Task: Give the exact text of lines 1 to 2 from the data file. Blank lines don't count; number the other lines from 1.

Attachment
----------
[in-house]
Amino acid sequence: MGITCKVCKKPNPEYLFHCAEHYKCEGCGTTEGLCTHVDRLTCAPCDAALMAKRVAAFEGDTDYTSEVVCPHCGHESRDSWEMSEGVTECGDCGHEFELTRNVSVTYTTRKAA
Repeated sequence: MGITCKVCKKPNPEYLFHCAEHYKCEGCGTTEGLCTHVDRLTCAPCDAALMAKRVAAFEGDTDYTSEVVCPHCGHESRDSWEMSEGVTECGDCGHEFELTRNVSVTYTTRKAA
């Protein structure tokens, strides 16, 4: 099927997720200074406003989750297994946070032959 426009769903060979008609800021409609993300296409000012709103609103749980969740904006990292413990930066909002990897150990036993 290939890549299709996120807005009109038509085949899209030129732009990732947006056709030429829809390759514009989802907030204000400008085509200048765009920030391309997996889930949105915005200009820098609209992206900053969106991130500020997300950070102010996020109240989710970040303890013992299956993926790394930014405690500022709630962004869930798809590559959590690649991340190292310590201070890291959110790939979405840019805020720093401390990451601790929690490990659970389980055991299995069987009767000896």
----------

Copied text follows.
[in-house]
Amino acid sequence: MGITCKVCKKPNPEYLFHCAEHYKCEGCGTTEGLCTHVDRLTCAPCDAALMAKRVAAFEGDTDYTSEVVCPHCGHESRDSWEMSEGVTECGDCGHEFELTRNVSVTYTTRKAA